A Farcical Resignation?

A Farcical Resignation?

by Christopher A. Ferrara
May 5, 2017

During a presentation of the book Pope of Courage, concerning the brief and mysteriously terminated reign of Benedict XVI, Archbishop Rino Fisichella, President of the Pontifical Council for the Promotion of New Evangelization, dropped this little bombshell:

“I do not share the expression ‘Pope Emeritus’ that theologically poses more problems than it solves. There may be other Popes in the future who will present their resignation. How can one say that this will not happen? But if it should happen, I think you should use some other term. And in any case I do not intend to use it and I will not use the expression ‘Pope Emeritus’ here.”

Consider the implications: the President of a Pontifical Council publicly pronounces to be theologically suspect the very concept of the “Pope Emeritus” literally invented by Benedict to characterize the outcome of his unprecedented renunciation of the “active” “ministry of the Bishop of Rome” while retaining — so he maintains — its “passive” aspect of prayer and contemplation.

Fisichella is right, of course. The concept of a “Pope Emeritus” does indeed create more problems than it solves. It will not do to say that the title “Pope Emeritus” is akin to the title “Bishop Emeritus”­ — itself a novelty of the post-conciliar epoch, along with the mandatory “retirement” age for bishops (as Fisichella himself observes). For at least a “Bishop Emeritus” is still a bishop, who received the ineradicable fullness of priestly orders at the time he was consecrated by the laying on of hands. He will thus be a bishop until he dies, so that even after he ceases to exercise the jurisdiction of a local ordinary it would still be proper to refer to him as Bishop X or “Your Excellency.”

But a Pope who is elected by a conclave is not the object of a sacrament that leaves an indelible mark upon his soul, but merely an election that designates him the holder of an office, albeit the highest office in the Church. That is why none of the few Popes who have resigned in the past declared themselves popes “emeritus” but rather simply resumed the status they had before their election. For example, consider the case of Pope Celestine V, who resigned on account of his own incompetence and resumed the use of his given name, Pietro Angelerio; or the case of Pope Gregory XII, who resigned in order to bring an end to the Great Western Schism when there were three rival claimants to the papal throne (including anti-Pope John XXIII, who also resigned), thereafter becoming the Bishop of Porto by appointment of the same cardinals who had elected him Pope.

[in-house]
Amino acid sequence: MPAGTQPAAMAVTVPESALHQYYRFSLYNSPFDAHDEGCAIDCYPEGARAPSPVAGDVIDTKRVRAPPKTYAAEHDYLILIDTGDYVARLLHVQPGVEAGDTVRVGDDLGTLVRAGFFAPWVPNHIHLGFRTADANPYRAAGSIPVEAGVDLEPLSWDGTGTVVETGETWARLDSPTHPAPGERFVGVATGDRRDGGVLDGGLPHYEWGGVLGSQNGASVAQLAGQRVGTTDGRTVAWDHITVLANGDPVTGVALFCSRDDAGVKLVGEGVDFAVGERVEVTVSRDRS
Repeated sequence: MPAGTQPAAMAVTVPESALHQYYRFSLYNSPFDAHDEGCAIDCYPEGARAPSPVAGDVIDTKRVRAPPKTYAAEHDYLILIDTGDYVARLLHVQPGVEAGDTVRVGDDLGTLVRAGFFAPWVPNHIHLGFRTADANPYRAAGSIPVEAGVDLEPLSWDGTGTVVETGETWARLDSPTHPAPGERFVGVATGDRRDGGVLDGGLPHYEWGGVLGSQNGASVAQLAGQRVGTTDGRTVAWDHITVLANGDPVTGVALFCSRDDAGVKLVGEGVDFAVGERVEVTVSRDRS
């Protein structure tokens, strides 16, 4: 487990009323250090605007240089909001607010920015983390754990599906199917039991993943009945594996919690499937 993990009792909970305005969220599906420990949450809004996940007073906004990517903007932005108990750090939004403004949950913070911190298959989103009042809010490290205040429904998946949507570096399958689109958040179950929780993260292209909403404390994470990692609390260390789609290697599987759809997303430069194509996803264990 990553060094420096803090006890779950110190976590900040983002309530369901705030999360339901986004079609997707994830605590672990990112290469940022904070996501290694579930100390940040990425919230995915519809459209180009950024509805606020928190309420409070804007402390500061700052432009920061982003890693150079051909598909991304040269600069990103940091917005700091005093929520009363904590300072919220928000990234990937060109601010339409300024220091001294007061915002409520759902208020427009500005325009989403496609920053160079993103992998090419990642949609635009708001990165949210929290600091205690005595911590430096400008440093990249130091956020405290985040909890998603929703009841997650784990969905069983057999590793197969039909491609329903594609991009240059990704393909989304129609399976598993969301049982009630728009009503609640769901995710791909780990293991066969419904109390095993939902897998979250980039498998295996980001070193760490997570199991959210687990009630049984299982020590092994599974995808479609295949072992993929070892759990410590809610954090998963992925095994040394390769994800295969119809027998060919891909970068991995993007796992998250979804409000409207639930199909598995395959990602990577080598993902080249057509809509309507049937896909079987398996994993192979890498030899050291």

What are we to make of Benedict’s resignation on the apparent understanding that, as he sees it, he is still in some sense the Pope, while claiming — nonsensically, one must say in all candor — that there is only one Pope, and that is Francis? What are we to think when the head of a Pontifical Council politely dismisses as theological hooey the very idea of a “Pope Emeritus,” refusing even to use the term Benedict applies to himself?

I propose no definitive answer to these questions. One thing definitely occurs to me, however: If nothing else, the “resignation” of Benedict XVI, who happily sips beer in the Vatican and delivers perfectly coherent remarks on his 90th birthday, while dressed in the papal white, is a farce of historical proportions — a farce which Fisichella himself has revealed as such by simply dismissing Benedict’s entire theological construction as if it were of no account whatever. (By the way, so much for Benedict’s vow that following his resignation he would be “hidden from the world.” The world is even informed of his birthday party, complete with video.)

History will render the final judgment on the theological and juridical significance of this farce. Or perhaps the answer is already revealed in the integral Third Secret, which undoubtedly involves the Blessed Virgin’s explanation of the ecclesial chaos we now witness.

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One comment on “A Farcical Resignation?

  1. A double disappointment (an understatement?) by B16: First in resigning and then not being able to insure a successor who would continue his policies (Or did he? For example, see Benedict endorses Pope Francis in unprecedented Vatican ceremony and Pope emeritus Benedict XVI has said he is satisfied with the papacy of Pope Francis and sees “no contradictions” between their pontificates.)

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